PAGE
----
The following editorial appeared in The St. Louis Post-Dispatch on Monday, May 15:
Alcohol or physical abuses in college fraternity initiation rituals are finally getting the treatment they deserve from prosecutors around the country – as criminal cases. Prosecutors on May 5 filed criminal charges against 18 Penn State students in the death of a 19-year-old sophomore who drank excessively and suffered severe internal injuries during a fraternity hazing.
Members of the fraternity watched him collapse and left him for hours on the floor, even walking over his body instead of calling for help. The victim died of traumatic brain injury and a ruptured spleen.
In the Midwest, 22 fraternity members at Northern Illinois University were convicted of misdemeanors in a hazing-related death in 2015.
The criminal justice system's harder line is long overdue. Colleges and universities have traditionally used campus security and private disciplinary hearings to keep such problems in-house and out of the headlines. That left students unaccountable for their crimes, put other students at risk and apparently provided minimal deterrent value in curbing outrageous behavior. Faculty-student disciplinary committees are not trained in criminal law and not competent to judge guilt or innocence.
The changing attitude during the past decade comes on the heels of congressional studies and reports from respected organizations about high incidences of sexual misconduct, psychological trauma and serious injuries accompanying fraternity hazing and drunken escapades. Attorneys have changed the landscape, too, willing to take on wealthy fraternities.
A generation or two ago, hazing was accepted as part of the fraternity and sorority experience. Authorities looked the other way at initiation rituals that involved excessive drinking, and resulting deaths or allegations of sexual assault were often labeled accidents or misunderstandings. Today, there are growing calls for the fraternity system to be disbanded altogether as universities question the net contribution they make to campus life.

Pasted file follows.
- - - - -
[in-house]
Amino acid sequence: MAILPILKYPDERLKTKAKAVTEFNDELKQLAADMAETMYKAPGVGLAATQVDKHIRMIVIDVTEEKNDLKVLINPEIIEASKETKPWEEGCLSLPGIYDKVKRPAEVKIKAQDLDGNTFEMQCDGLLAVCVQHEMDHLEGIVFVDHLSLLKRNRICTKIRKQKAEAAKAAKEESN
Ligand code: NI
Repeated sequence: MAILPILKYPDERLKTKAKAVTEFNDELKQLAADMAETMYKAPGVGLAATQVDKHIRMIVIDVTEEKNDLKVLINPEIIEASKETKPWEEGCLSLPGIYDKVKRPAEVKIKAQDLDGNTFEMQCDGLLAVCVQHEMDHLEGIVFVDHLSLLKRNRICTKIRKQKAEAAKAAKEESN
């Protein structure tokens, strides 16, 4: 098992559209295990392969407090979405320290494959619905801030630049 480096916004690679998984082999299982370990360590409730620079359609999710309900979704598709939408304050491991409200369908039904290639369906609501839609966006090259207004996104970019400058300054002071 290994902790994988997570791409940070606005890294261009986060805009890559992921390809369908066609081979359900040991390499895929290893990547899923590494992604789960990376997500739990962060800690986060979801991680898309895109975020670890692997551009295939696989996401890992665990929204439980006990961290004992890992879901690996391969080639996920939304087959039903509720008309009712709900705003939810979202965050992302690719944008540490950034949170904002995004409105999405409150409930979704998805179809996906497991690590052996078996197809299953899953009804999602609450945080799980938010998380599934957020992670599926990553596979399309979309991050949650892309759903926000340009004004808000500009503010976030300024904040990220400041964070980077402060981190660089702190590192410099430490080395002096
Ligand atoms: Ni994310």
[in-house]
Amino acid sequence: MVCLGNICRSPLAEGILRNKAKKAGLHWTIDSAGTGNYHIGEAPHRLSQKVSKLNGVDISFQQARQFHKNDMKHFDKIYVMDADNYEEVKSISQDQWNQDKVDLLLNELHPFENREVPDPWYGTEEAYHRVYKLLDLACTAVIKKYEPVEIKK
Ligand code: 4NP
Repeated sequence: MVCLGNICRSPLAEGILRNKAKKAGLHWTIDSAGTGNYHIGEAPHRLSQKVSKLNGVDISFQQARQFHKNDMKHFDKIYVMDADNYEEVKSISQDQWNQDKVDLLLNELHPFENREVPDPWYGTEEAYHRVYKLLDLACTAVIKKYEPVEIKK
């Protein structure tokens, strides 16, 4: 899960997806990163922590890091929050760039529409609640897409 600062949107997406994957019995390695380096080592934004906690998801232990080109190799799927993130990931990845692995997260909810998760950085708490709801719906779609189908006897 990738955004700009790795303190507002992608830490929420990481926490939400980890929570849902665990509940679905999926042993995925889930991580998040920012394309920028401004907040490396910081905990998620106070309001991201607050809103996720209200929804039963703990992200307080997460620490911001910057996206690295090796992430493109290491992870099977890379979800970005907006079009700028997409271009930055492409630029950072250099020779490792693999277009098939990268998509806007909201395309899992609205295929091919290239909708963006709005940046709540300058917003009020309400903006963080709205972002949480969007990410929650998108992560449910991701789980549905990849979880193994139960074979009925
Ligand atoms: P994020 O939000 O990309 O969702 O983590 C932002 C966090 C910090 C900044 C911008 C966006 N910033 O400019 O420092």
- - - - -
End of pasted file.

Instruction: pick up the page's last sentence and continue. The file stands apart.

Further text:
Civil lawsuits that are open for public scrutiny reveal chilling details about fraternity activities. Those lawsuits are partly responsible for forcing administrators to stop relying on internal disciplinary procedures as a deterrent. Parents, too, are coming forward more often to demand justice for their children, unafraid of the consequences and willing to expose perpetrators as criminals. An excellent example was last week's decision by Washington University student Katy Hutson, with her parents' backing, to come forward in the student newspaper with rape allegations.
On the positive side, fraternities can create leaders, foster lifelong friendships and provide excellent networking opportunities. University of Kentucky professor of communications Alan DeSantis notes in his 2007 book about fraternities and sororities that 85 percent of U.S. Supreme Court justices since 1910 were fraternity members, and 18 of the nation's presidents belonged to frats.
Fraternity alumni who want to remain proud of their associations should work alongside administrators, prosecutors, lawyers and families to clean up the organizations. Repeatedly tragic results only reinforce fraternities' image as big contributors to the college boozing culture.